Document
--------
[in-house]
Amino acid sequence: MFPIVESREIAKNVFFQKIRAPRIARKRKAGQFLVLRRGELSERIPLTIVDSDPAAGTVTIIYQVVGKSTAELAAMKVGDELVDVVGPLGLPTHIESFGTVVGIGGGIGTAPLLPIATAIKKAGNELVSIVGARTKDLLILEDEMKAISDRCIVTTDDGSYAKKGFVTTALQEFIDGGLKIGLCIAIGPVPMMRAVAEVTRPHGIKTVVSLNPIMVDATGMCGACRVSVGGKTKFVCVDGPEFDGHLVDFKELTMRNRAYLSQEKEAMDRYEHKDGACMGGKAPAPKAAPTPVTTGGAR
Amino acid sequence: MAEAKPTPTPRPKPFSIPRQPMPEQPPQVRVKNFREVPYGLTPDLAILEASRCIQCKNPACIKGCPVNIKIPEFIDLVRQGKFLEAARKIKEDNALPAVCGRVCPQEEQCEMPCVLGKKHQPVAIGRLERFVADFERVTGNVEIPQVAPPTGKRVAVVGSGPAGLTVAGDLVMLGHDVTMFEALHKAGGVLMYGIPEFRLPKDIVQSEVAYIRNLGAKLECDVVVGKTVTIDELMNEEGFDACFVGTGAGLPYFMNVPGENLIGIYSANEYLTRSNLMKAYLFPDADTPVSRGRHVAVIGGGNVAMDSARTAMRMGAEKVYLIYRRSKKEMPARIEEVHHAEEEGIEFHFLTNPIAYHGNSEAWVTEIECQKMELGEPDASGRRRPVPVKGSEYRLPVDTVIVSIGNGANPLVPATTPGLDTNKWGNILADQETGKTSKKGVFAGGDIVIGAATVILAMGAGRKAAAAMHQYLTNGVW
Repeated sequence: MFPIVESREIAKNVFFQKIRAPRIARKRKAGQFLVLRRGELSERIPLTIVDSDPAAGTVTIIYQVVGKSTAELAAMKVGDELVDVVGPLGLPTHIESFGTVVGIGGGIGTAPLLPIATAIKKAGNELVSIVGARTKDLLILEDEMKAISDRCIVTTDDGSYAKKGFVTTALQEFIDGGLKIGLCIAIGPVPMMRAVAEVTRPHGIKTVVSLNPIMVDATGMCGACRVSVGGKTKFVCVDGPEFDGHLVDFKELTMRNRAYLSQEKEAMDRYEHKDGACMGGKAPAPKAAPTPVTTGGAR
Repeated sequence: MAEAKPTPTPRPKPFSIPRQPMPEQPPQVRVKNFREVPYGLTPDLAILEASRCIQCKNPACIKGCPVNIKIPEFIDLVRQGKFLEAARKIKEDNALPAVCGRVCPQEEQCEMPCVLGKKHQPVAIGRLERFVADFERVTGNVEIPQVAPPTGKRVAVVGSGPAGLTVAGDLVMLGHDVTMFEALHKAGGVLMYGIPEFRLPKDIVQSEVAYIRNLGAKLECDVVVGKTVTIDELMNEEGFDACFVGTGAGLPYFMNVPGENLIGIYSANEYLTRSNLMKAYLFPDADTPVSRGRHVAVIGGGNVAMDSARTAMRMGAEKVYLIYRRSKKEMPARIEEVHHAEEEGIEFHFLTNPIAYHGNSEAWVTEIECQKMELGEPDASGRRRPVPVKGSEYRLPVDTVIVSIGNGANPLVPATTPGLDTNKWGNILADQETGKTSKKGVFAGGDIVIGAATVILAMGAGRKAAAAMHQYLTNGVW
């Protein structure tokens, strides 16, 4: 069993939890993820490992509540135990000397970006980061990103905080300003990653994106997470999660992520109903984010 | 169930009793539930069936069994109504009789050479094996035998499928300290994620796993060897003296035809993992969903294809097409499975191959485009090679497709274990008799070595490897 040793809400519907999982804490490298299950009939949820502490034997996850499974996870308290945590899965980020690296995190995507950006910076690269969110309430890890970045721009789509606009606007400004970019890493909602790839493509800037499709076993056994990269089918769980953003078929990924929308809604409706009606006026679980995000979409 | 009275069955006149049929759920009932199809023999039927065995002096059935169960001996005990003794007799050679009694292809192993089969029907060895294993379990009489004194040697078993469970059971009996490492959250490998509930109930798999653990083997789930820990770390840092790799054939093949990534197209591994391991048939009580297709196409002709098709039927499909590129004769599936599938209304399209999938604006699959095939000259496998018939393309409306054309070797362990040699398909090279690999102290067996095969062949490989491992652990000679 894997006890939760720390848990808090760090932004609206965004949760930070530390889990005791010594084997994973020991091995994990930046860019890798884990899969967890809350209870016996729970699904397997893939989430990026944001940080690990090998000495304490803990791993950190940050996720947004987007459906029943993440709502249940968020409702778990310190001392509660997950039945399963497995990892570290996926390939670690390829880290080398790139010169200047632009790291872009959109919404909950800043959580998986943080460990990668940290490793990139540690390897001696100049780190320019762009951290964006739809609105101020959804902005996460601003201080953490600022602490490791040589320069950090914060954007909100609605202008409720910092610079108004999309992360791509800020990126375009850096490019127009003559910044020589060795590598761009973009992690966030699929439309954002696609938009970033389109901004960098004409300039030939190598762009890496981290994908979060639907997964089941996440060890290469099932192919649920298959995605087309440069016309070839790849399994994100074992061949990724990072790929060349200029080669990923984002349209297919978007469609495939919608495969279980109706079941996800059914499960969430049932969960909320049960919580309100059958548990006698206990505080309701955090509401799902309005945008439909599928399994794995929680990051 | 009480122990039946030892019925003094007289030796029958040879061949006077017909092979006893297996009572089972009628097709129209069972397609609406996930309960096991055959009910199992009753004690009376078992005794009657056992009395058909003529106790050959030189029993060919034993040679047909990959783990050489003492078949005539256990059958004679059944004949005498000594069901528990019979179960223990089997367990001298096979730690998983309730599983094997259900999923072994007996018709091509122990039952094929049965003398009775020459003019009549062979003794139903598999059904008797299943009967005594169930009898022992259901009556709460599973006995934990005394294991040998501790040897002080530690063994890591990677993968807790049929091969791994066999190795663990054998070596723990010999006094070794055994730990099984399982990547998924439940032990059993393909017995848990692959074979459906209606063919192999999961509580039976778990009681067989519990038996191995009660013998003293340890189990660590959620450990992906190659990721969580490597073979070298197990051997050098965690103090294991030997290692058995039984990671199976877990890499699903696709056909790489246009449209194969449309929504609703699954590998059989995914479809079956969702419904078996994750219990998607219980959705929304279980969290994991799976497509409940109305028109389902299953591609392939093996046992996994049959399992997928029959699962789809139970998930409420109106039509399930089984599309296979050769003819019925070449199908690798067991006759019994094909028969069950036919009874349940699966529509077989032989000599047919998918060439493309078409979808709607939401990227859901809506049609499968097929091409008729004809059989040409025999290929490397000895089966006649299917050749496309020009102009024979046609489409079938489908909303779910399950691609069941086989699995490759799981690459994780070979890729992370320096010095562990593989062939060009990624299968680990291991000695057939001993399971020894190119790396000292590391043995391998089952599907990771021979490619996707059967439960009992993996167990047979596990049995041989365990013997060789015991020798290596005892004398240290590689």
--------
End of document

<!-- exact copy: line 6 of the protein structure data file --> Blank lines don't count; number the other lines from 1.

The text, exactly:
């Protein structure tokens, strides 16, 4: 069993939890993820490992509540135990000397970006980061990103905080300003990653994106997470999660992520109903984010 | 169930009793539930069936069994109504009789050479094996035998499928300290994620796993060897003296035809993992969903294809097409499975191959485009090679497709274990008799070595490897 040793809400519907999982804490490298299950009939949820502490034997996850499974996870308290945590899965980020690296995190995507950006910076690269969110309430890890970045721009789509606009606007400004970019890493909602790839493509800037499709076993056994990269089918769980953003078929990924929308809604409706009606006026679980995000979409 | 009275069955006149049929759920009932199809023999039927065995002096059935169960001996005990003794007799050679009694292809192993089969029907060895294993379990009489004194040697078993469970059971009996490492959250490998509930109930798999653990083997789930820990770390840092790799054939093949990534197209591994391991048939009580297709196409002709098709039927499909590129004769599936599938209304399209999938604006699959095939000259496998018939393309409306054309070797362990040699398909090279690999102290067996095969062949490989491992652990000679 894997006890939760720390848990808090760090932004609206965004949760930070530390889990005791010594084997994973020991091995994990930046860019890798884990899969967890809350209870016996729970699904397997893939989430990026944001940080690990090998000495304490803990791993950190940050996720947004987007459906029943993440709502249940968020409702778990310190001392509660997950039945399963497995990892570290996926390939670690390829880290080398790139010169200047632009790291872009959109919404909950800043959580998986943080460990990668940290490793990139540690390897001696100049780190320019762009951290964006739809609105101020959804902005996460601003201080953490600022602490490791040589320069950090914060954007909100609605202008409720910092610079108004999309992360791509800020990126375009850096490019127009003559910044020589060795590598761009973009992690966030699929439309954002696609938009970033389109901004960098004409300039030939190598762009890496981290994908979060639907997964089941996440060890290469099932192919649920298959995605087309440069016309070839790849399994994100074992061949990724990072790929060349200029080669990923984002349209297919978007469609495939919608495969279980109706079941996800059914499960969430049932969960909320049960919580309100059958548990006698206990505080309701955090509401799902309005945008439909599928399994794995929680990051 | 009480122990039946030892019925003094007289030796029958040879061949006077017909092979006893297996009572089972009628097709129209069972397609609406996930309960096991055959009910199992009753004690009376078992005794009657056992009395058909003529106790050959030189029993060919034993040679047909990959783990050489003492078949005539256990059958004679059944004949005498000594069901528990019979179960223990089997367990001298096979730690998983309730599983094997259900999923072994007996018709091509122990039952094929049965003398009775020459003019009549062979003794139903598999059904008797299943009967005594169930009898022992259901009556709460599973006995934990005394294991040998501790040897002080530690063994890591990677993968807790049929091969791994066999190795663990054998070596723990010999006094070794055994730990099984399982990547998924439940032990059993393909017995848990692959074979459906209606063919192999999961509580039976778990009681067989519990038996191995009660013998003293340890189990660590959620450990992906190659990721969580490597073979070298197990051997050098965690103090294991030997290692058995039984990671199976877990890499699903696709056909790489246009449209194969449309929504609703699954590998059989995914479809079956969702419904078996994750219990998607219980959705929304279980969290994991799976497509409940109305028109389902299953591609392939093996046992996994049959399992997928029959699962789809139970998930409420109106039509399930089984599309296979050769003819019925070449199908690798067991006759019994094909028969069950036919009874349940699966529509077989032989000599047919998918060439493309078409979808709607939401990227859901809506049609499968097929091409008729004809059989040409025999290929490397000895089966006649299917050749496309020009102009024979046609489409079938489908909303779910399950691609069941086989699995490759799981690459994780070979890729992370320096010095562990593989062939060009990624299968680990291991000695057939001993399971020894190119790396000292590391043995391998089952599907990771021979490619996707059967439960009992993996167990047979596990049995041989365990013997060789015991020798290596005892004398240290590689």